5 Unreal Subterranean Houses in the USA
- Apr 19, 2016
Although it might seem like a step backwards in human evolution, many people in the USA—and across the world—are choosing to live in cave-like dwellings and subterranean homes. It might seem spooky and reclusive at first, but after seeing this list of exotic and innovative underground homes, you’re sure to gain a new perspective. Let’s take a look.
1. Festus, Missouri
Nestled in the ancient sandstone of Festus, Missouri, this 15 000 square ft. home brings living in a cave to new heights—or perhaps depths. With modern living spaces and natural geothermal heating, it’s a much more comfortable stay than you might think! Prior to its repurposing as a family residence by Curt and Deborah Sleeper, the cave was used as a roller skate rink and a concert venue—attracting the likes of such artists as Ted Nugent, Bob Seger and Tina Turner.
2. Atlantic Beach, Florida
This so-called “Dune House” in Atlantic Beach Florida was designed by acclaimed architect William Morgan. Responsible for designing other notable buildings such as the Florida State Museum of Natural History and the Florida Hilltop House, Morgan originally built the Dune House as a vacation rental. After drawing considerable attention from architectural enthusiasts around the world, the home was purchased in 2012 by financial executive William Drew for $900, 000.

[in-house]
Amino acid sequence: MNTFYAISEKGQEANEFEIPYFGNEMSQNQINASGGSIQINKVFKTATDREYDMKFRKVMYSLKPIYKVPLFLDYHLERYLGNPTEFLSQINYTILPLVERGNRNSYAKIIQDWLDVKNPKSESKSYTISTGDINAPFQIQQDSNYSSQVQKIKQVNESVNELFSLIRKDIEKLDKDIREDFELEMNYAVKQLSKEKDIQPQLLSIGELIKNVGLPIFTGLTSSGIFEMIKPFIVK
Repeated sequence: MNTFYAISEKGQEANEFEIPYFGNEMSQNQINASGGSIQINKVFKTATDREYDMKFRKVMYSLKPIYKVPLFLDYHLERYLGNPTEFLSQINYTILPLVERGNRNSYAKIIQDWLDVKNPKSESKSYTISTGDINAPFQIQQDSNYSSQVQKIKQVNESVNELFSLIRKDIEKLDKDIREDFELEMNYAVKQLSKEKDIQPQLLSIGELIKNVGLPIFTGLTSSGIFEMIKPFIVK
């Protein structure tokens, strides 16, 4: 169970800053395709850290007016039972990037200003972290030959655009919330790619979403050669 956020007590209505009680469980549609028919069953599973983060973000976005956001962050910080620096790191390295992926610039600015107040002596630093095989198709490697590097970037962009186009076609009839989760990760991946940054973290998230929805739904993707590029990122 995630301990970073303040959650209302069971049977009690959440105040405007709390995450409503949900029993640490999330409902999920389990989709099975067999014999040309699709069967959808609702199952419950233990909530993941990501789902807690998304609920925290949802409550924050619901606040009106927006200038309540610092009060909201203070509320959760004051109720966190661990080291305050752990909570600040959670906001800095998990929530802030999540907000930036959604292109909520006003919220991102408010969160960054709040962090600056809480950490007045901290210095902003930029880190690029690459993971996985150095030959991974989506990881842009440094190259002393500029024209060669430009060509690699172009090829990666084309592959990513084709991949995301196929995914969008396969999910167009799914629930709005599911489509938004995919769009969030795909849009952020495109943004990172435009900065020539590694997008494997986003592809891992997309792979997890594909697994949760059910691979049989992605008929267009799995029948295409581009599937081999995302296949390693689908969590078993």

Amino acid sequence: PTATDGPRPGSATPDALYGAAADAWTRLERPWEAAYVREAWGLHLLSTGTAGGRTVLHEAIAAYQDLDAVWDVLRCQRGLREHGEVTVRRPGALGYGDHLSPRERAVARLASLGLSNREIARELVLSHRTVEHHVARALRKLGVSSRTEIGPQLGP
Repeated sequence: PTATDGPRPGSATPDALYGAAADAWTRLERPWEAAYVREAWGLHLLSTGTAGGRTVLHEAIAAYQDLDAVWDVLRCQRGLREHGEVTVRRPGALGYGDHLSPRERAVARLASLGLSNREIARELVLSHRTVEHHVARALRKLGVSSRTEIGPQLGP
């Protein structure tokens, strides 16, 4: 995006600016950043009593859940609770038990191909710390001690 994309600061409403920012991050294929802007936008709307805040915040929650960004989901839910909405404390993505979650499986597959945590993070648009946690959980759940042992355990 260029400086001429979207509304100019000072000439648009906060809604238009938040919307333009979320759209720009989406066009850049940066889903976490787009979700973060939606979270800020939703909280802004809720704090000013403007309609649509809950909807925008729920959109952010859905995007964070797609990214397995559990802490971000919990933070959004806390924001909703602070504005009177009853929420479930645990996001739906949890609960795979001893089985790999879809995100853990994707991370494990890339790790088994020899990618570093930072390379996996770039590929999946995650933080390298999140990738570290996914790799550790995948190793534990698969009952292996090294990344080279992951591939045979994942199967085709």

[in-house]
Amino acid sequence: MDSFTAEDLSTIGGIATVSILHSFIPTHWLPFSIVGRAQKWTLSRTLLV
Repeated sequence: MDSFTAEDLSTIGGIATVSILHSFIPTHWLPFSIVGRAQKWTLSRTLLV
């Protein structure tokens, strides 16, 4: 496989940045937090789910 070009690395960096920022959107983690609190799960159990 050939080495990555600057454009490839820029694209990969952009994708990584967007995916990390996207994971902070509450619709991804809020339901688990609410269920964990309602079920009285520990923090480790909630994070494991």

3. Las Vegas, Nevada
If you drove by the foreclosed two-bedroom house on 3970 Spencer St. in Las Vegas, you wouldn’t think twice about what might be situated beneath. And that’s the point. This elaborate blast shelter was built during the Cold War and features an extensive list of amenities including Jacuzzis, a heated pool, a four-hole putting course and a built-in lighting system simulating morning, night and dusk. In 2014, the bunker was purchased off the Seaway Bank and Trust Co for 1.15 million by an enigmatic group called the “Society for the Preservation of Near Extinct Species.”
4. Saranac, New York
Situated in the Adirondack State Park in Saranac New York, this subterranean living space had a past life as a missile control center at an Atlas-F launch facility. And as such, it’s designed to withstand a direct nuclear blast. Co-owner and builder Bruce Francisco bought the property in the early 1990’s and built an 1800 square ft. house on top with internal access to the underground space.
5. Bisbee, Arizona
Although it might look like a desert shack from the outside, this 3000 square ft. cave dwelling offers all the usual creature comforts across its luxury kitchen, dining room and 2 bedrooms. Temperature variations are intense at 5,300 feet of elevation but not inside this unique cavern. The yellow granite that envelops this home keeps the living space between 66 and 73 degrees naturally. In 2012 this subterranean house went on the market for $1.5 million.